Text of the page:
Fire lookouts are an important part of Washington State history.
Since the first one was built on top of Mount Pilchuck in the Western Cascade Mountains in 1918, some 750 lookouts were constructed on mountain peaks and high ridges across the state to help spot forest fires. Many were built by the Civilian Conservation Corps (CCC) in the 1930s. A few were even used during World War II to try to spot enemy aircraft.
These lookouts were usually manned in the summer, and some famous writers spent a few seasons living at them.
Beatnik author Jack Kerouac wrote The Dharma Bums while a resident at the Desolation Peak Lookout in the North Cascades, and Zen Buddhist poet Gary Snyder worked at both the Crater Mountain and Sourdough Mountain Lookouts above the Skagit River.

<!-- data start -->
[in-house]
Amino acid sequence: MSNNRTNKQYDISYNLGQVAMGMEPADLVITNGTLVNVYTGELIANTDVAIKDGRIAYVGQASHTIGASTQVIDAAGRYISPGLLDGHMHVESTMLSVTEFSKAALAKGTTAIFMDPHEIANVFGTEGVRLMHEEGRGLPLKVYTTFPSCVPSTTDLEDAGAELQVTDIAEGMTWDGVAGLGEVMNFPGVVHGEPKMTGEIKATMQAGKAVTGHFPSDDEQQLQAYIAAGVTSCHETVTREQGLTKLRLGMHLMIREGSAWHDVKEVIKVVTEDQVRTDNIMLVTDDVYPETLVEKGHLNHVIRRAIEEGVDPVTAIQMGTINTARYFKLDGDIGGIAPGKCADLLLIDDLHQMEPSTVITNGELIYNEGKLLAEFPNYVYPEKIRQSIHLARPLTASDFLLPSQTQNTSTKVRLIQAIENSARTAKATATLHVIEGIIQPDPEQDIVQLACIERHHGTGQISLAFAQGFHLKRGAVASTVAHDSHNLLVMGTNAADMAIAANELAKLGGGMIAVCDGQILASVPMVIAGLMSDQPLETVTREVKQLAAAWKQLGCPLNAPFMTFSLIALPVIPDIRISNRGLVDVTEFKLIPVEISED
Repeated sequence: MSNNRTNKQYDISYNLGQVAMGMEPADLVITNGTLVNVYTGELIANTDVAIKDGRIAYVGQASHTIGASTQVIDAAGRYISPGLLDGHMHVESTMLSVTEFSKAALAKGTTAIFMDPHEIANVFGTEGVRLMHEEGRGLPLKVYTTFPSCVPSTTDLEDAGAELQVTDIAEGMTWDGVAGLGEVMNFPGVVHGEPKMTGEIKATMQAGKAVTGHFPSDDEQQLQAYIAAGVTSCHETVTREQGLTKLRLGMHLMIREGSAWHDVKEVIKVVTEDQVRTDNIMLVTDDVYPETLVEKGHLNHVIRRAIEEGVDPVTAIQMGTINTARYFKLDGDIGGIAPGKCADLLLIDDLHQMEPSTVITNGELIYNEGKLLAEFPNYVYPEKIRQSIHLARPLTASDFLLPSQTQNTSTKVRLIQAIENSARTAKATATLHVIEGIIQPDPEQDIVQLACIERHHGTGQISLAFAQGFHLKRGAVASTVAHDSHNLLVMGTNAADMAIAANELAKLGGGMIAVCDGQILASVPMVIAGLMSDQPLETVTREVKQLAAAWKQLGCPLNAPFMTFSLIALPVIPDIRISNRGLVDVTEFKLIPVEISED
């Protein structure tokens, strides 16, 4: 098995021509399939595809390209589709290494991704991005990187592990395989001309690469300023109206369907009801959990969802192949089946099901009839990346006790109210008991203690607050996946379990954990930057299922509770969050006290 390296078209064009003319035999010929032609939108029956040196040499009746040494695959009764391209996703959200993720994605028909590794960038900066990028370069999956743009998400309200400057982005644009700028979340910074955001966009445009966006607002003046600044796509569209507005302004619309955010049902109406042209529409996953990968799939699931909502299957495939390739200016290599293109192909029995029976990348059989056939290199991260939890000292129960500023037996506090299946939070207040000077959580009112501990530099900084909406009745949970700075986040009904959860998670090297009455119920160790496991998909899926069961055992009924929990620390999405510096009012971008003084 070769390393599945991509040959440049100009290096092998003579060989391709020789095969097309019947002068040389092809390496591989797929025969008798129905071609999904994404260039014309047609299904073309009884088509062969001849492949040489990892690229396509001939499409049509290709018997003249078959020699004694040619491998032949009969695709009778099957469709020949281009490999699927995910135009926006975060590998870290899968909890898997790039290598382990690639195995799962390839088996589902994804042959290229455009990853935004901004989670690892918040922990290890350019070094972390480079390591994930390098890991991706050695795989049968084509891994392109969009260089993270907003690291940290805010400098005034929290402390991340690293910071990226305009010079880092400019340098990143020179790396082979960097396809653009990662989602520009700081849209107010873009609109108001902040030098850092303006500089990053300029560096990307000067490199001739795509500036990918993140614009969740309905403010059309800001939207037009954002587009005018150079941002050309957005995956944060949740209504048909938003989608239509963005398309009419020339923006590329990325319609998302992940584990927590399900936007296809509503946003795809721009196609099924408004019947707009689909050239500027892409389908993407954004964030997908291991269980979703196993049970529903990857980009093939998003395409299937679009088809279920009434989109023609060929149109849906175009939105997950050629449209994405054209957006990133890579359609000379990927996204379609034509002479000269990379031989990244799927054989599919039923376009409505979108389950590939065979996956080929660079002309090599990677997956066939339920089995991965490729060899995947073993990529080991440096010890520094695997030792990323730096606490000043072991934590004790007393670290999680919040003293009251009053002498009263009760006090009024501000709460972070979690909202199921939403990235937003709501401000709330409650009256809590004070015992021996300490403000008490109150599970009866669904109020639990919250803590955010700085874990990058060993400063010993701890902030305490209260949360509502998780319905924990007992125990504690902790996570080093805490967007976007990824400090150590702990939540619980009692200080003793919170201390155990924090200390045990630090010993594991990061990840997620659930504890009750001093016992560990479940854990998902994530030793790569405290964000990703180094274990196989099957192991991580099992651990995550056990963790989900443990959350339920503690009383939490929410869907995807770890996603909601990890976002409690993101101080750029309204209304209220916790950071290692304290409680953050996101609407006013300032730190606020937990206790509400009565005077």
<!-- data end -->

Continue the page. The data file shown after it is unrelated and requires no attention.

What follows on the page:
No lookout is more dramatic than Three Fingers Lookout near Darrington, located at the tiny top of a 2,000-foot mountain wall and accessible only by crossing a glacier, scrambling up steep rocks, and climbing some ladders to reach it.
But as aerial reconnaissance by planes, helicopters, and even drones have improved the technology for spotting forest fires, the use of fire lookouts has declined sharply in the last 40 years.
Many were abandoned, torn down, or destroyed by lightning or fire, and very few are manned any more. Now only 93 remain in the state, and only three are in Chelan County: Alpine Lookout on Nason Ridge, Tyee Mountain Lookout, and Steliko Point Lookout.
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